Amid all the blame-shifting and back-and-forth name-calling over the benighted Affordable Care Act, the ever-sensible Sean Trende has an important piece today at Real Clear Politics.
“Last week,” Trende writes, “the most important case that you’ve never heard of survived its first legal hurdle. Judge Paul Friedman of the United States District Court for the District of Columbia ruled that plaintiffs had standing to advance a broadside attack on the subsidy system at the heart of the Patient Protection and Affordable Care Act, colloquially known as Obamacare.”
Trende goes on to note:
The challenge revolves around three provisions in the Affordable Care Act. Section 1311 of the law establishes state insurance exchanges. It provides, in part, that ‘[e]ach State shall . . . establish an American Health Benefit Exchange . . . for the State.’
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Of course, Congress can’t actually force states to take such a step, as that would be an unconstitutional commandeering of state governments. While the administration believed that all states would eventually create these marketplaces, the ACA nevertheless provides a backstop in case that didn’t happen: Section 1321 specifies that ‘the Secretary [of Health and Human Services] shall … establish and operate such Exchange within the State and the Secretary shall take such actions as are necessary to implement such other requirements.’
Friedman, the aforementioned judge, is a Clinton appointee but apparently also a jurist who takes his responsibilities and the law seriously. After noting that both sides made credible cases and refusing the plaintiffs’ requests for a temporary injunction, he made it clear that his decision now would in no way impact on his final ruling, which will be handed down on Feb. 15 of next year. If he does rule in favor of enjoining the federal government from making subsidies to the federal exchanges, the law might once again prove unworkable.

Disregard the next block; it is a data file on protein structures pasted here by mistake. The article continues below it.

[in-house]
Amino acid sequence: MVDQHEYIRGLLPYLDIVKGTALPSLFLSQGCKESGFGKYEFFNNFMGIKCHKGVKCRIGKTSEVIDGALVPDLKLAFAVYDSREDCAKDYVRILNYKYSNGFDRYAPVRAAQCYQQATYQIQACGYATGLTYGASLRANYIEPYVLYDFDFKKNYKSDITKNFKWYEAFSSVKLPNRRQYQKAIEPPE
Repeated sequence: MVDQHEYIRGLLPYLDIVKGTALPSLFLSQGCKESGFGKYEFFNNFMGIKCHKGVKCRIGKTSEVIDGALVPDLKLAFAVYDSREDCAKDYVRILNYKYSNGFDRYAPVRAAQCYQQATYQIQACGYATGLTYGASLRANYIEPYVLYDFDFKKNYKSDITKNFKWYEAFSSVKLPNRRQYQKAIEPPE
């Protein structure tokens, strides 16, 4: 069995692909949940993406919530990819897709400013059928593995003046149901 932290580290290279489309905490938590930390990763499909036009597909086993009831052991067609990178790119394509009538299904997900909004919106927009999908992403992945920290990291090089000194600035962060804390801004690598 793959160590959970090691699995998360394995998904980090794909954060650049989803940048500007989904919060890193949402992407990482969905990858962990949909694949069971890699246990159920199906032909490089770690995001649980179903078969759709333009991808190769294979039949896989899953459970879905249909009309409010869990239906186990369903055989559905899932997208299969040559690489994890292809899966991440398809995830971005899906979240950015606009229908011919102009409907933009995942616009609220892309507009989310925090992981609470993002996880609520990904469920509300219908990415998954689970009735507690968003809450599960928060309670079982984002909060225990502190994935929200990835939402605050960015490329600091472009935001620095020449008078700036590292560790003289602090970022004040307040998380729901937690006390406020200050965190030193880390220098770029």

A related provision deals with the calculation and payment of insurance subsidies. To cushion the blow of the individual mandate to purchase coverage and pay for associated increased costs, the ACA includes ‘premium assistance’ for lower-income taxpayers. These subsidies are available to people whose plans ‘were enrolled in through an Exchange established by the State under section 1311 of the Patient Protection and Affordable Care Act.’
If you’ve been reading carefully, you can see the problem. By its plain text, the ACA only provides for subsidies for people enrolled in an exchange that was (a) established by the state and (b) established under section 1311. (In case you were wondering, the law defines ‘State’ as ‘each of the 50 States and the District of Columbia.’) This is the argument, in a nutshell, of those bringing the lawsuit. If you live in, say, Oklahoma, which didn’t set up an exchange, the ACA doesn’t appear to offer a mechanism for you to receive any subsidies.
If you’re an opponent of Obamacare, you’re probably nodding along vigorously. This case is made all the stronger because we’re talking about a congressional appropriation, and appropriations have to be expressly made by Congress under the Constitution.
But if you’re a supporter of Obamacare, you’re probably saying, ‘Oh, come on! It’s pretty clear Congress wanted everyone to get the subsidies.’ That, in a nutshell, is the government’s response. The IRS therefore set forth a rule that extended the subsidies to those enrolled in a ‘State Exchange, regional Exchange, subsidiary Exchange, [or] a Federally-facilitated Exchange.’
It will be interesting to see how all this plays out, especially in the event the administration agrees to delay the individual mandate for six months or more. Obamacare could turn out to be the most controversial, costly law that never was.